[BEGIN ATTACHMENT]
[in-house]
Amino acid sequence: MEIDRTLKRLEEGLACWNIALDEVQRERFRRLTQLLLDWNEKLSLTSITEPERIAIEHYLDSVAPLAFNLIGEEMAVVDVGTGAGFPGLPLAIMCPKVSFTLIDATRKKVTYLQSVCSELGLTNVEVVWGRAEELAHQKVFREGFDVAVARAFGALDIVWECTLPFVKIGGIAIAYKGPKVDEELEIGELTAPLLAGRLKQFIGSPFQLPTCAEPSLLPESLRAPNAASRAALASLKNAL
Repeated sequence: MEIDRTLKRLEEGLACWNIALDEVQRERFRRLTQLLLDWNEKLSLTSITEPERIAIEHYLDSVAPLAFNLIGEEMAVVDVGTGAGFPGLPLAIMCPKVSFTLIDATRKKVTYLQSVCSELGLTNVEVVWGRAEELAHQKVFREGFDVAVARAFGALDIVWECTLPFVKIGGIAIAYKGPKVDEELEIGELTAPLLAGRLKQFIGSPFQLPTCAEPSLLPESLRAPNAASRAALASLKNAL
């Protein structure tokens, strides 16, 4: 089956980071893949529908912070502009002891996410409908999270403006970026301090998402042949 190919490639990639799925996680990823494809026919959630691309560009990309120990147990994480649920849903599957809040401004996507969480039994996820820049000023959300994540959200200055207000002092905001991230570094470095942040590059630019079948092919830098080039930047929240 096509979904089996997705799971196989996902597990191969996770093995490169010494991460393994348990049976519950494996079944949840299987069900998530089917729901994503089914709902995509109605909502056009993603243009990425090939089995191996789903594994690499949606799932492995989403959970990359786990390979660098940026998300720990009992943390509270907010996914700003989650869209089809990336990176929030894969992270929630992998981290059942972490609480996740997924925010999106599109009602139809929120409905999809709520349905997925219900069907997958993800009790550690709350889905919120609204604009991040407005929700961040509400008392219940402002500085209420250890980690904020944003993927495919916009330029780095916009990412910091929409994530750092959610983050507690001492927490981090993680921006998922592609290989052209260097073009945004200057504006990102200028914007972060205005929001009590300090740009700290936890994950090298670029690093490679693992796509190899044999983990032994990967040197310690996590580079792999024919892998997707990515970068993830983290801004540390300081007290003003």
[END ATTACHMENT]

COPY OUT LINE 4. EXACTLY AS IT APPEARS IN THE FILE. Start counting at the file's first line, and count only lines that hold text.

């Protein structure tokens, strides 16, 4: 089956980071893949529908912070502009002891996410409908999270403006970026301090998402042949 190919490639990639799925996680990823494809026919959630691309560009990309120990147990994480649920849903599957809040401004996507969480039994996820820049000023959300994540959200200055207000002092905001991230570094470095942040590059630019079948092919830098080039930047929240 096509979904089996997705799971196989996902597990191969996770093995490169010494991460393994348990049976519950494996079944949840299987069900998530089917729901994503089914709902995509109605909502056009993603243009990425090939089995191996789903594994690499949606799932492995989403959970990359786990390979660098940026998300720990009992943390509270907010996914700003989650869209089809990336990176929030894969992270929630992998981290059942972490609480996740997924925010999106599109009602139809929120409905999809709520349905997925219900069907997958993800009790550690709350889905919120609204604009991040407005929700961040509400008392219940402002500085209420250890980690904020944003993927495919916009330029780095916009990412910091929409994530750092959610983050507690001492927490981090993680921006998922592609290989052209260097073009945004200057504006990102200028914007972060205005929001009590300090740009700290936890994950090298670029690093490679693992796509190899044999983990032994990967040197310690996590580079792999024919892998997707990515970068993830983290801004540390300081007290003003």